1 . When Is A Survey Needed Or Recommended?
2 . How Much Will A Survey Cost?
3 . What Should I Receive From A Survey?
4 . Helpful Hints When Obtaining A Survey

When Is A Survey Needed Or Recommended?

  • When land is bought or sold, particularly when the purchase price is based on the number of acres. A survey may be required by lending institutions when mortgaging a property.
  • When land is subdivided into small lots or large tracts of land.
  • When fences, building additions, or swimming pools are to be constructed near property lines.
  • When the timber is to be cut on property.
  • When a line or corner is in question or dispute, or when someone may be encroaching or occupying your land.
  • When an easement or right-of-way needs to be established or described.

How Much Will My Survey Cost?

There are many factors a surveyor must consider when providing an estimate for a survey such as:

  • The purpose of the survey and its intended use.
  • The size of the property and the number of corners and lines that will have to be resolved.
  • The deed research required for the subject tract and all adjoining tracts.
  • The availability of reliable corners, reference points, or recent surveys.
  • Are the descriptions of the property vague? Are there disputed areas?
  • The type of terrain and vegetation. How accessible is the property? What type of equipment can be used?
  • Do the lines between corner monuments need to be marked or painted?
  • The number of hours required to complete all deed research, field work, office calculations, and plat drafting.

What Should I Receive From A Survey?

  • When a survey is ordered, the surveyor should provide a written proposal that will contain, as a minimum, the general scope of the survey, the cost of the survey (either estimate or lump sum fee), and the scheduled date for completion of the survey.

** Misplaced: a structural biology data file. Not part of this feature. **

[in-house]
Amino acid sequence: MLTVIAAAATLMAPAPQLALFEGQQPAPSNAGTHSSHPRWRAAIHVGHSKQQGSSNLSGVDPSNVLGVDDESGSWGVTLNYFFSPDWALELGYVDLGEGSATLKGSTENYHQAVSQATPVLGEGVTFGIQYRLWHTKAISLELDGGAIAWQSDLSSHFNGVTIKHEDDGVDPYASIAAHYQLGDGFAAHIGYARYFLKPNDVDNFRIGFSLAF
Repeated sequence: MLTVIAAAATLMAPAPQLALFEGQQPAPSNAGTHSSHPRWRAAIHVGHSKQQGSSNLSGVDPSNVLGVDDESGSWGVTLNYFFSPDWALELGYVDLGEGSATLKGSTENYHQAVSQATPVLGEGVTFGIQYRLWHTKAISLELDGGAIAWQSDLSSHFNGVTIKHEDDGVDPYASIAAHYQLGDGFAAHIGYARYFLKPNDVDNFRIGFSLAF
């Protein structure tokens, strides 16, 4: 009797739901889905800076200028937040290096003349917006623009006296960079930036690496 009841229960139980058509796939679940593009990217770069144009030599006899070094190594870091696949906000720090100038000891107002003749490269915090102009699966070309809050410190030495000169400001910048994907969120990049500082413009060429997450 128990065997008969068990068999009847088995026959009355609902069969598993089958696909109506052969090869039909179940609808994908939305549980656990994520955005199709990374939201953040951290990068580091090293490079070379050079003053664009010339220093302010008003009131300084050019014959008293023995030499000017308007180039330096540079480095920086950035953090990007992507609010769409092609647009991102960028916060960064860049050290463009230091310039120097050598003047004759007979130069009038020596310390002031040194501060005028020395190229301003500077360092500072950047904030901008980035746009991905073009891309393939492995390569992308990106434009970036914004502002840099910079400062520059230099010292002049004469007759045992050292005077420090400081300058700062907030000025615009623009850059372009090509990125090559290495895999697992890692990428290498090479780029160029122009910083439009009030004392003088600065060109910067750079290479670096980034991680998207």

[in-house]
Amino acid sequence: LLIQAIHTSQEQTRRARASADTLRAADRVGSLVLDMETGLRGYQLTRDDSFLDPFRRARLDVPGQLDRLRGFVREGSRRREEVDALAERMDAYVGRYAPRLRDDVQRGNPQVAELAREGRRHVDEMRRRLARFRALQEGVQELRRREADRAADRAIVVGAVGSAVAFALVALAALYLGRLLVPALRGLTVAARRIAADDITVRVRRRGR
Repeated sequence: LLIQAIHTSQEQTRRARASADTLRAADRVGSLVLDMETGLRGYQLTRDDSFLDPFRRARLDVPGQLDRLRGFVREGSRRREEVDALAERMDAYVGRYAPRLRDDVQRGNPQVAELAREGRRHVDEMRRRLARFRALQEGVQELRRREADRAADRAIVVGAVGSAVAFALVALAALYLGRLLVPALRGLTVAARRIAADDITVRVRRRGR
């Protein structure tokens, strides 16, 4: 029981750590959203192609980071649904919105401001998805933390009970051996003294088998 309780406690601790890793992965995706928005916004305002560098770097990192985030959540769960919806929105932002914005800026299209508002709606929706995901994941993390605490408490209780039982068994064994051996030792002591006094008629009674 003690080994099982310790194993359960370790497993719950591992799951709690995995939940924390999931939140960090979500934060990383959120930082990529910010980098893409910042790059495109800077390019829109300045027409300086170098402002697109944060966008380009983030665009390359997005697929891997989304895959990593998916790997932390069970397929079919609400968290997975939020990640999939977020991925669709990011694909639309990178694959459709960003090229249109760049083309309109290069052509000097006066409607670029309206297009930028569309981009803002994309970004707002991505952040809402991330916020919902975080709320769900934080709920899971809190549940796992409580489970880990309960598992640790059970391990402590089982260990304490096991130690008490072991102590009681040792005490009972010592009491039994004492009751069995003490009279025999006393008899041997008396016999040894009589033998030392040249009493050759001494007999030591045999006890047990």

• Upon completion of the survey, all corners should be clearly marked with permanent monuments, either found in place, or set. If you need additional markings placed on the property line, let the surveyor know at the time of ordering the survey.
  • Paper copies of the survey plat showing all information required by the standards of practice for the state in which the property is located, and all information required by any other requirements, if applicable (i.e. ALTA/ACSM Land Title Surveys).
  • Easements of record, encroachments, adverse use, or other visible and apparent physical matters affecting the use of the property should be shown or noted on the plat
  • A property description of the property sufficient for recording in a deed of conveyance.
  • An invoice for the survey.

Helpful Hints When Obtaining A Survey

  • Don't mistake preliminary traverse lines for property lines. When your property is surveyed, not every piece of flagging represents where the surveyor has determined your line to be. Surveyors use many traverse points and other reference points that do not represent the lines or corners of your property. Be sure and ask what points represent your actual corners or lines if there is any confusion.
  • Don't chose a surveyor based on price alone. A poorly conducted survey could cost you much more money in the long run if errors or omissions are made. Ask around or do a little research into the company or surveyor prior to selecting them.
  • Order the survey well before it is needed. Most surveyors maintain a backlog of at least a couple of weeks, and even more during the busy seasons.